Hulushan Site: Transformation of the Ancient “Economic Development Zone”

2020-03-16 16:54:01

Looking northward atop the Hulu Hill, one can see a “rocket” standing not far away. That is the model of the Long March 3 carrier rocket exhibited in Nanping Spaceflight Exploration Hall. The apex of the rocket model reaches almost the same altitude as the top of the Hulu Hill, forming a sort of distant symmetry between the product of cutting-edge technology with the remains of the prehistoric civilization.

Here was originally the hill behind a peaceful village which is located at the junction of Mount Wuyi and Jianyang. As Nanping Municipal Government has moved its residence to Wuyi New District, Xingtian Town where Hulu Hill is located has become the backland of the new district. A light rail transit line is under construction nearby and it takes one a less than 20-minute drive to arrive at Nanpingshi High-Speed Train Station.

Residents of Xijiao Village have long believed that Hulu Hill served as the “guardian” of the locals. As village seniors put it, Hulu Hill was regarded as a Geomantic Treasure Land as it looks like a gold ingot from the side. Until the 1950s, local villagers had built tombs for the deceased in the shadowed part of Hulu Hill. In the old days when banditry and organized crimes went rampant before the founding of the P.R.C., local villagers always reserved a blind pass leading to Hulu Hill while keeping a vigilant eye on the entrance to the village.

Hulu Hill is now a low-rise tea hill with a tablet inscribed with “Protected Cultural Monument” at the foot of the hill and a sheepfold lies beside the hill. Cao Jianmin, a villager designated for cultural relics protection, said that Hulu Hill was the village orchard before becoming the tea hill. But before that, the hill served as a militia training base and a barren hill for grazing sheep and a cemetery hill even further back. Only after the archaeological excavations in the 1980s did the locals come to know that Hulu Hill was once an “economic development zone” of ancient settlers of northern Fujian.

Hulu Hill became the residence and workplace of ancient humans in the late Neolithic period when ancient settlers fired earthenware. The Hulushan site further prospered during the Xia and Shang Dynasties and saw the expanded scale of people’s products and activities which left ruins of many kiln sites and firing pits and residential structures. At the same time, as the humans grew more adapted to the natural environment, they left a rich array of earthenware and stone tools and grew crops including rice and millet. Ancient settlers continued to reside here during the Shang and Zhou Dynasties, with the legacy of some ash trenches, ash pits, and tombs left.

A squarish highland on the very top of the hill proved to be the remains of buildings. The midden cultural deposits of the highland have 3 layers and the second layer is the cultural layer of the Western Zhou Dynasty, and the third layer is the stylobate plot of the same period. The stylobate is rectangular and formed from soil deposits in a standard and regular shape. It is south-faced, 15 meters from the east to the west, and about 10 meters from the south to the north, and the soil estrade has protective walls made of large rocks on four sides. Nine rocks arranged east-to-west both in the central part and east side of the stylobate formed parallel lines. It is assumed that the arrangement reflects the ancient Chinese practice of taking “nine” as the largest single-digit number, also a noble number.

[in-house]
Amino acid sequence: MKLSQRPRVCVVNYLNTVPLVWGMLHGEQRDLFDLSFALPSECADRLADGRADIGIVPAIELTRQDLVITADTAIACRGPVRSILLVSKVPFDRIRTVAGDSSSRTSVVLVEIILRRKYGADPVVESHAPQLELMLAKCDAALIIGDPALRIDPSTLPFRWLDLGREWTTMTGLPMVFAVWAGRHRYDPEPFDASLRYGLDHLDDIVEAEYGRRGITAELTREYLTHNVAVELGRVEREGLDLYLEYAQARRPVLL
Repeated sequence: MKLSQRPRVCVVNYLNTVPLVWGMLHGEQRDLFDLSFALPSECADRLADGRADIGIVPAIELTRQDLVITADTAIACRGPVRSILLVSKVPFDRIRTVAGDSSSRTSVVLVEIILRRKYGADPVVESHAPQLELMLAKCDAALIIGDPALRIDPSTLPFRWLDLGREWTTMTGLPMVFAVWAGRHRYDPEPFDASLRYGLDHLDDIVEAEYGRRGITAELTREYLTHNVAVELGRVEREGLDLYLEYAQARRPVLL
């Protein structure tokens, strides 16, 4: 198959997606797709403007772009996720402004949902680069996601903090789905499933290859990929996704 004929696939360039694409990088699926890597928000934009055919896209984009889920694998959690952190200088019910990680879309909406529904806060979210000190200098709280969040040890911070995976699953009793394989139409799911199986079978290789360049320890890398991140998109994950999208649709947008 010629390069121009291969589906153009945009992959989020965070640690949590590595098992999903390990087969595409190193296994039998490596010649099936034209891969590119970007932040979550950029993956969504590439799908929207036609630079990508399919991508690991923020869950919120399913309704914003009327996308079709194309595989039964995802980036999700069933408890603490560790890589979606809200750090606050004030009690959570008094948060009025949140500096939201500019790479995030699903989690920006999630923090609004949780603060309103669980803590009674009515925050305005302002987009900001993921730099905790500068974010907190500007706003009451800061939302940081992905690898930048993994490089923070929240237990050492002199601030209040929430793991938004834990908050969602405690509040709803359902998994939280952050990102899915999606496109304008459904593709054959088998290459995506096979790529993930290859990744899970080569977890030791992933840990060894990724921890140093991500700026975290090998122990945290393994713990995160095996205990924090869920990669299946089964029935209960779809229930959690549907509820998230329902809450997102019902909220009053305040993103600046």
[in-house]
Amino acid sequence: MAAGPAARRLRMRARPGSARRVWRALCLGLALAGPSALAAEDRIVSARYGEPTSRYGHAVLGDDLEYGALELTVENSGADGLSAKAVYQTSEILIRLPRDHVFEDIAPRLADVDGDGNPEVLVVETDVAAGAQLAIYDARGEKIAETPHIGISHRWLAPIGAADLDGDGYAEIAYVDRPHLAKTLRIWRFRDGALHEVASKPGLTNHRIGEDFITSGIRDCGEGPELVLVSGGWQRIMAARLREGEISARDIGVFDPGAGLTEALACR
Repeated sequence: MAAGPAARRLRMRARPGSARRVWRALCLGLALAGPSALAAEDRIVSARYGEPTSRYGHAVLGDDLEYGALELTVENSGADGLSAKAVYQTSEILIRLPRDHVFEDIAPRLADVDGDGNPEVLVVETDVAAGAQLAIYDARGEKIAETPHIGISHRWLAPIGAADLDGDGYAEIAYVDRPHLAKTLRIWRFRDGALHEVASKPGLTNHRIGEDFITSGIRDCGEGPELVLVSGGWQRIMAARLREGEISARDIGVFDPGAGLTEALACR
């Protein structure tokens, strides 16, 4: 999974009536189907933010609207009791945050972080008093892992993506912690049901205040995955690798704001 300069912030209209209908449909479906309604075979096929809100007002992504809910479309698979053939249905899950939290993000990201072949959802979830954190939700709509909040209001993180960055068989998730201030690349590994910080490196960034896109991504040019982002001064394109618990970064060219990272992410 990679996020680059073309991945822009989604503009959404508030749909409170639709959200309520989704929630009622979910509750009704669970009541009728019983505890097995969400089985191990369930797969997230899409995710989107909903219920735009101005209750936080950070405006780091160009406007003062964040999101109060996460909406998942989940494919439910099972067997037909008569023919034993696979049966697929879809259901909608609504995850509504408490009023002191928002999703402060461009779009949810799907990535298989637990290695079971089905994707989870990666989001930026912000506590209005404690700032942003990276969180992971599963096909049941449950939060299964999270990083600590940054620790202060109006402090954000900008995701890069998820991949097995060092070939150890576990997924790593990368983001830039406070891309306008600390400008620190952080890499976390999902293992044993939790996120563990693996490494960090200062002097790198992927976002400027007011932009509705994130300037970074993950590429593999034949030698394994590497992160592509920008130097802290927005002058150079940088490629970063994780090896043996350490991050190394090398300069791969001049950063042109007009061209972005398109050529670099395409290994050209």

The fourth and the fifth midden cultural deposits can be found beneath the stylobate. These deposits are poorly preserved remains from the late Xia Dynasty and the early Shang Dynasty.

Relevant studies revealed that the stylobate would have been the venue for sacrificial rituals by local settlers in the Western Zhou Dynasty. Huang Yunming, the team leader for the archaeological excavation of the Hulushan site for 3 years in a row from 2014, believed that the residential site of late Shang Dynasty and sacrificial relics of the Western Zhou Dynasty discovered in the Hulushan site added to the inventory of similar relics of the same period in Fujian region and provided the first-hand data for the study on the building types, inhabitation forms, intellectual and cultural activities, among other things, of northern Fujian of the Shang and Zhou Dynasties.

Following the excavation, the archaeological team completely backfilled the Hulushan site for its protection, in the hope of offering and preserving physical evidence for future excavation, protection, and exhibition of the site to leave a valuable prehistoric cultural legacy to later generations.

Based on the “Master Plan of Wuyi New District (2010-2030)” approved by the Fujian Provincial People’s Government, the Hulushan site is included in the Xingtian Cluster, which mainly functions as a tourist resort and area dedicated to cultural and creative industries as well as sci-tech development. Following the completed spaceflight exploration hall and the sports complex under construction, according to the local villagers, the health and wellness base and the panda exhibition hall have moved to the site selection period.

Hulu Hill, the guardian and nurturer of Xijiao Village for the past thousands of years, is awaiting grand changes. These changes will also greatly impact the subsequent protection and development of the site and enrich the abundant historical and cultural connotations of Wuyi New District.

“Hulushan site sits close to the Chengcun Site of Han Dynasty Town and the Minyue State Capital Site Museum and is adjacent to the Mount Wuyi Scenic Area, which gives it the high value for protection, exploitation, and development.” Huang Yunming said, optimistic about the potential of the cultural relic.